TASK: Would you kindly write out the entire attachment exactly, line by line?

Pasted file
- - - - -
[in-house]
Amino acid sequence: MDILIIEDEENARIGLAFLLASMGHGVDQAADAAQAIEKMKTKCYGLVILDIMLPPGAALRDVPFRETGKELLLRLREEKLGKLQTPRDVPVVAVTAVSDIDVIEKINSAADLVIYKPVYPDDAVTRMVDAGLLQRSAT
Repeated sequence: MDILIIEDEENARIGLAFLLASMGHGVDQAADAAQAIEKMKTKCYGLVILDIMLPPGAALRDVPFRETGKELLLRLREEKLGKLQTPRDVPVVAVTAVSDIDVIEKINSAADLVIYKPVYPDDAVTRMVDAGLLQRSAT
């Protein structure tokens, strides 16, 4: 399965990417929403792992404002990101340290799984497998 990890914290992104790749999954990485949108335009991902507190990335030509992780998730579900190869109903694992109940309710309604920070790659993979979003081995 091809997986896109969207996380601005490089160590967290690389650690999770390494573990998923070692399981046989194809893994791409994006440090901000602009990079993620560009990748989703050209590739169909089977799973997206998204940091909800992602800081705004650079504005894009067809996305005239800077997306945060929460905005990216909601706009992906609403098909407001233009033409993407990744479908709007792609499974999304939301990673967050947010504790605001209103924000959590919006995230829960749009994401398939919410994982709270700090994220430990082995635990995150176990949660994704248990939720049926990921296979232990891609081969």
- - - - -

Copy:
[in-house]
Amino acid sequence: MDILIIEDEENARIGLAFLLASMGHGVDQAADAAQAIEKMKTKCYGLVILDIMLPPGAALRDVPFRETGKELLLRLREEKLGKLQTPRDVPVVAVTAVSDIDVIEKINSAADLVIYKPVYPDDAVTRMVDAGLLQRSAT
Repeated sequence: MDILIIEDEENARIGLAFLLASMGHGVDQAADAAQAIEKMKTKCYGLVILDIMLPPGAALRDVPFRETGKELLLRLREEKLGKLQTPRDVPVVAVTAVSDIDVIEKINSAADLVIYKPVYPDDAVTRMVDAGLLQRSAT
């Protein structure tokens, strides 16, 4: 399965990417929403792992404002990101340290799984497998 990890914290992104790749999954990485949108335009991902507190990335030509992780998730579900190869109903694992109940309710309604920070790659993979979003081995 091809997986896109969207996380601005490089160590967290690389650690999770390494573990998923070692399981046989194809893994791409994006440090901000602009990079993620560009990748989703050209590739169909089977799973997206998204940091909800992602800081705004650079504005894009067809996305005239800077997306945060929460905005990216909601706009992906609403098909407001233009033409993407990744479908709007792609499974999304939301990673967050947010504790605001209103924000959590919006995230829960749009994401398939919410994982709270700090994220430990082995635990995150176990949660994704248990939720049926990921296979232990891609081969």